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Dedicated to the sovereignty
of Missourians.



The final version of the ONLY IP / Ratification bill House and Senate leadership would allow to be considered is awful.

Tell your state senator to kill HJR 43 and
commit to doing it right next January.

Look up your senator here.

Missouri First Home

May 10, 2023

The differences between the House and Senate version of the “IP Reform” bill have been hammered out in a Conference Committee substitute, and the House has already passed that version. If the Senate also votes to approve it, the measure will go to the ballot for the people to vote up or down.

Here are the "features" in the final version of HJR 43 that matter most and what’s wrong with them:

  1. The ratification change ONLY applies to amendments proposed by petition, not the legislature or constitutional convention.

    1. Failing to raise the bar on all three ways the Constitution can be amended is foolish. Voters will perceive it as an arrogant move to make it harder for the people to amend their Constitution than it is for the politicians to amend the Constitution. Well, it is arrogant! I think this, alone, dooms it to failure at the polls, and we get no reform.

    2. HJR 43 fails to protect the Constitution from the legislature. Concerns about big money interests using the petition process to subvert the Constitution are well-founded, but even MORE big money affects the legislative process every day. Any truly objective observer has to admit that plenty of legislation escapes a real deliberative vetting. If it's a good idea to make sure there is a true consensus among Missourians before allowing a petition proposed amendment to change the fundamental law of the land, the same must be said of amendments that come from a less than perfect, money dominated, legislative process.

    3. A change to the ratification standard has long term effects - perhaps hundreds of years. One must consider the eventuality of Constitutional Conventions -- Missouri has had five in her 202 year history. It is simply foolish to continue to allow the entire Constitution to be replaced with simple statewide majority vote brought about by the highly politicized convention process.

  2. The new ratification threshold would be a simple 57% statewide affirmative vote. The threshold for amendments proposed by the legislature or constitutional convention will remain at a simple majority (50% + 1).

    1. If voters do adopt HJR 43, it is terrible policy. Although it is true that the extra 7% requirement for a petition proposed amendment will potentially involve more rural Missourians to ratify, it actually also gives the urban areas more power to defeat measures -- the urban areas need only muster a 43% "no" vote to kill a measure.

  3. Although it would only take a simple majority for voters to adopt an amendment proposed by the legislature, it will take a 57% vote of legislators to place it on the ballot to begin with.

    1. Because of the special interest lobbies, is already incredibly difficult to pass bills to place truly conservative amendments on the ballot -- like stopping private use eminent domain. The 57% percent legislative vote requirement will make it even harder to put populist ideas to a vote of the people.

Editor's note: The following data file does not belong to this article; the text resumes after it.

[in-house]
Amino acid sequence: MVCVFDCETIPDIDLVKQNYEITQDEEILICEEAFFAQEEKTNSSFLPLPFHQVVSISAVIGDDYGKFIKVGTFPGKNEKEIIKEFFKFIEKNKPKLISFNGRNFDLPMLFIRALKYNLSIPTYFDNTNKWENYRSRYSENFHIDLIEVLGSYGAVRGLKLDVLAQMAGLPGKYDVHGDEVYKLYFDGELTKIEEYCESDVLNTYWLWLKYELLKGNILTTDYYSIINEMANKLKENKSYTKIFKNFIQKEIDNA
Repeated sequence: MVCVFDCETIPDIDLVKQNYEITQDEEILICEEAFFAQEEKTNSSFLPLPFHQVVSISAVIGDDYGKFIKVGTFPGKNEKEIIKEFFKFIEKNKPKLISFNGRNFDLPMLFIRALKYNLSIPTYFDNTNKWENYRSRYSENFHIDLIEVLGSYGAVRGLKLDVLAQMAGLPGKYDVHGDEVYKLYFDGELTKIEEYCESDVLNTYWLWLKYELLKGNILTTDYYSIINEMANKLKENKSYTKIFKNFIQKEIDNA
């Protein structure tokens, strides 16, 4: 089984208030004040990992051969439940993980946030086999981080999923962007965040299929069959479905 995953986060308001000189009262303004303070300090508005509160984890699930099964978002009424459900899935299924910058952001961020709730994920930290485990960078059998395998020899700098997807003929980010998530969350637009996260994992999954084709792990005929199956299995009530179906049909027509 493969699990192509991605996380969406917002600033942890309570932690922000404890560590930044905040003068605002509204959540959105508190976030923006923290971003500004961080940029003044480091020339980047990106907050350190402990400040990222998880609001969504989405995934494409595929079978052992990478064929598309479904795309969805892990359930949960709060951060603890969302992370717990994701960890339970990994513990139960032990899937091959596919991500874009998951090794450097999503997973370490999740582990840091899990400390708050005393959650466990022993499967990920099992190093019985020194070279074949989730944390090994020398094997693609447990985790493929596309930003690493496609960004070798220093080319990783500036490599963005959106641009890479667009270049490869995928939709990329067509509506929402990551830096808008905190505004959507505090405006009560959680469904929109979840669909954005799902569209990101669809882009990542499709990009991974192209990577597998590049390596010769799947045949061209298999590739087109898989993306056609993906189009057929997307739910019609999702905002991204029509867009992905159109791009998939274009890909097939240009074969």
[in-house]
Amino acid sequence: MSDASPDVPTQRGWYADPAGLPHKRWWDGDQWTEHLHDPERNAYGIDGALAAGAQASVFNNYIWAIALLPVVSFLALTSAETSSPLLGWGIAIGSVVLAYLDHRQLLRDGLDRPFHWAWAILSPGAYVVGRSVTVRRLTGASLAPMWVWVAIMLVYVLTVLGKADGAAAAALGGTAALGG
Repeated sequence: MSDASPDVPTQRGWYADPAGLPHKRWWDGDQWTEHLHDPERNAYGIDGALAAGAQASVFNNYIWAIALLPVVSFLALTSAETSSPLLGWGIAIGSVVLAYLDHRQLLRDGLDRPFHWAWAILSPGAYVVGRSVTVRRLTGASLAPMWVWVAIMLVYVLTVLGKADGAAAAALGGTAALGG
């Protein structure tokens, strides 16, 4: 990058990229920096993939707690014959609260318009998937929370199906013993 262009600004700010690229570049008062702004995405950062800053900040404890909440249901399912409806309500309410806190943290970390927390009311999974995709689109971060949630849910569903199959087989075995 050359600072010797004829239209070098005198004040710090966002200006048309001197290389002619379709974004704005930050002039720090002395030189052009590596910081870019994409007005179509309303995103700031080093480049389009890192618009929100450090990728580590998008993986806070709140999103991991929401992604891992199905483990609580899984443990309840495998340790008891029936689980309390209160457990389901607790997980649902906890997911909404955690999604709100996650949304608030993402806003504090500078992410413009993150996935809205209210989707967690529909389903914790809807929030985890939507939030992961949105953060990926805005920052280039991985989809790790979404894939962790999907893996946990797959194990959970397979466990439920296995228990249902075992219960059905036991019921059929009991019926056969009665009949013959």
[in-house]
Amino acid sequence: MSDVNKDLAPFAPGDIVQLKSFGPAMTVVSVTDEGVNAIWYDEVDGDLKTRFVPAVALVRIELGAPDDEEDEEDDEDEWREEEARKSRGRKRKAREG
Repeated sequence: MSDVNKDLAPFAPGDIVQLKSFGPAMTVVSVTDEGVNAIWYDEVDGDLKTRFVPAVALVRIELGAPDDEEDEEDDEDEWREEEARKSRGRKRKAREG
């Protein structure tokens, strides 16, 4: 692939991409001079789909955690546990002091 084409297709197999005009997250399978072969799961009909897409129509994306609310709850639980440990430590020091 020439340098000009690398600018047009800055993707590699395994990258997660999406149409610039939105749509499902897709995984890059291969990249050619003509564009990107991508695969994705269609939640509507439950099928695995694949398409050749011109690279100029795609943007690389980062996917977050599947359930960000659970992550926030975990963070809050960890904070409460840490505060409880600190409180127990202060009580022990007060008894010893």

4. If there is a statute change made by an initiative petition, the legislature can only change it within the first three years by majority vote, or with a 57% vote or by putting the question back on the ballot.

    1. Tying the hands of the legislature to fix problems in statutory petitions is short-sighted. Like a constitutional amendment, a statute can easily rob the people of Missouri of their liberty, and the legislature should have the power to address it promptly.

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Virtually every law in American is made by Concurrent Majority, other than ratifying amendments to state constitution.

The U.S. Constitution is not ratified by a popular vote -- it is ratified by a concurrent majority consensus of the states. Every legislature is made up of representatives of citizens from districts from a broad geographic area and it takes a consensus of those areas to pass a bill.

Even the president is selected by concurrent majority – that's what the Electoral College is.

SJR 28 and SJR 33, would require a concurrent majority to amend the Missouri Constitution.

It requires two conditions be met for ratification: 1) A statewide majority popular vote, just as we have now, and 2) A majority popular vote in more than half the state House districts.

This requirement applies to initiative, legislative, and convention proposed amendments (or entire constitution in the case of a convention).

SJR 28 -- Senator Jill Carter

SJR 33 -- Senator Mike Moon

"That all political power is vested in and derived from the people; that all government of right originates from the people, is founded upon their will only, and is instituted solely for the good of the whole."

"That the people of this state have the inherent, sole and exclusive right to regulate the internal government and police thereof, and to alter and abolish their constitution and form of government whenever they may deem it necessary to their safety and happiness, provided such change be not repugnant to the Constitution of the United States.."

"The people reserve power to propose and enact or reject laws and amendments to the constitution by the initiative, independent of the general assembly, and also reserve power to approve or reject by referendum any act of the general assembly, except as hereinafter provided."